I do not believe that the author intended this article to be racist, as Ahmad points to. The way in which the author portrays Cohen's story is a bit sloppy. The intention I believe was to show how some of the Islamic community supports the western way of life, not to show that the Islamic way of life is wrong; although Ahamad, there are many interpretations of the Islamic religion that do lead to bad things, as there are interpretations of the Christian religion that lead to bad things. Just remember that all Americans aren't against the Islamic way of life. We aren't all out to get you.
After having gone through this rather out of the box experience (kudos, by the way!), how have you changed and what advice would you give to the rest of us?
I appreciate very much your effort to get the perspective of youth in these countries; I think it could prove valuable to our country (the US) if we pay heed to what you have learned. I feel that under-30 generation in America is also the best hope for the West. My question is how do you think we can use the knowledge gained from their perspectives to work toward peace and communion with their countries and religious communities and for world harmony?
Visiting countries that have on numerous occassions murdered journalist is not worth the risk and is irresponsible.
So's going to war. At least Jared's mission is a positive one.
And I hardly think he's purporting any sort of superiority; he's simply showing that Middle Eastern teens are different than the terrorism-happy image that American media tends to project. It's not his doing that they happen to embrace Western culture.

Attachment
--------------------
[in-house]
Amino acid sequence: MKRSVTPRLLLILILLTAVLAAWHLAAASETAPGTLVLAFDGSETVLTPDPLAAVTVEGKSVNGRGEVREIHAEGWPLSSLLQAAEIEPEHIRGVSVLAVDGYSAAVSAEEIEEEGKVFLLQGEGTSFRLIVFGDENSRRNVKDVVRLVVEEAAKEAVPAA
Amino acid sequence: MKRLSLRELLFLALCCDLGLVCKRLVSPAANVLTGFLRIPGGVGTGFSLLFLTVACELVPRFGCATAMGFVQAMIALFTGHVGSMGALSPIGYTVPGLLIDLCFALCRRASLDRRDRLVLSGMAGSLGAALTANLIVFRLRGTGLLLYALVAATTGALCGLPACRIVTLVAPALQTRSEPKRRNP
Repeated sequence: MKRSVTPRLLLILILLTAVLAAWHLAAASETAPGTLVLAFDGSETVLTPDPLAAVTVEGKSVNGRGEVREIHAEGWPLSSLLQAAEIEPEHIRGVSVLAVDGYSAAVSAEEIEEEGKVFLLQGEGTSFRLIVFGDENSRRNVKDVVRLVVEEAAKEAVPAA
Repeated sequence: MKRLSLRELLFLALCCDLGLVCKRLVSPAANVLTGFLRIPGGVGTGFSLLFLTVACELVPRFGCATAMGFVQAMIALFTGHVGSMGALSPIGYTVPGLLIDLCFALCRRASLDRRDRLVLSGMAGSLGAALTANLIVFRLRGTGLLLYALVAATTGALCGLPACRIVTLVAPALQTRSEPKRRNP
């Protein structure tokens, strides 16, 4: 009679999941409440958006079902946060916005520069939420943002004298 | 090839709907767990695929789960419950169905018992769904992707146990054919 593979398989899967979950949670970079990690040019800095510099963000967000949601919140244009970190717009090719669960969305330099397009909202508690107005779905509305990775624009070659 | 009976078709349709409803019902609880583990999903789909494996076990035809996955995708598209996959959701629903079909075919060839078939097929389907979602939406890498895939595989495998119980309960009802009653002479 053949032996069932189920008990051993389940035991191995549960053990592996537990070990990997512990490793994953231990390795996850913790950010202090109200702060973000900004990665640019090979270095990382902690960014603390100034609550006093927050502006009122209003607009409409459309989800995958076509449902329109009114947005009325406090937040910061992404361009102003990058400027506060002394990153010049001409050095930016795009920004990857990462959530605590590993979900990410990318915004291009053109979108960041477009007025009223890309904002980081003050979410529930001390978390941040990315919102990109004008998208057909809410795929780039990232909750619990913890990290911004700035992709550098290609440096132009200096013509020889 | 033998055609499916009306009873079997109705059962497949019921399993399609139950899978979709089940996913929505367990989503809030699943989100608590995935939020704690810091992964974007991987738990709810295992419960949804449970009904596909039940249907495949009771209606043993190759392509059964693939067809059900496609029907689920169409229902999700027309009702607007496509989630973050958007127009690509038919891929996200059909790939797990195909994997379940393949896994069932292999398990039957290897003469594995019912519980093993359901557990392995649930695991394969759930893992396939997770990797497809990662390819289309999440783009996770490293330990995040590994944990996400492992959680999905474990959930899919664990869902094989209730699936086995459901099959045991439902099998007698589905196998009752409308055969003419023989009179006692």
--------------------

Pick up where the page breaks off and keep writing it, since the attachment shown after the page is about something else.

Is it true that Hip Hop music is popular in Iran's youth? Can they use bit torret to download music & TV shows?
Umm... there is nothing particularly spectacular about anything he has done. In fact, if you have spent any time in a truly cosmopolitan city it will not be too long before you find yourself at the Iran Air booking office on Piccadilly and shortly thereafter at an 'underground' party in Tehran... seriously no big deal and the same a a regular 'kegger' in SoCal. None of this is really a particularly 'dangerous' or spectacular journey into the 'hotbed of insurgency'. Global kids do this ALL the time.
An attempt at entering the middle east as a journalist has to be a quite daunting and uneasy task to say the least. What are some of the most suprising and possibly memorable results and/or experiences that you had during your endeavors in the middle east?
Very an american jew did you ever consider the fate of daniel pearl? I am assuming they knew you were jewish

I think you are misunderstanding that comment. I read it as, perhaps this under 30 generation doesn't possess as much hate toward these American objects as some in older Islamic generations do (those that do not want these objects imposed on their culture).

I do agree with you that other cultures are often judged compared to the American standard - which is ignorant. I just do not think that that was what the author was saying here.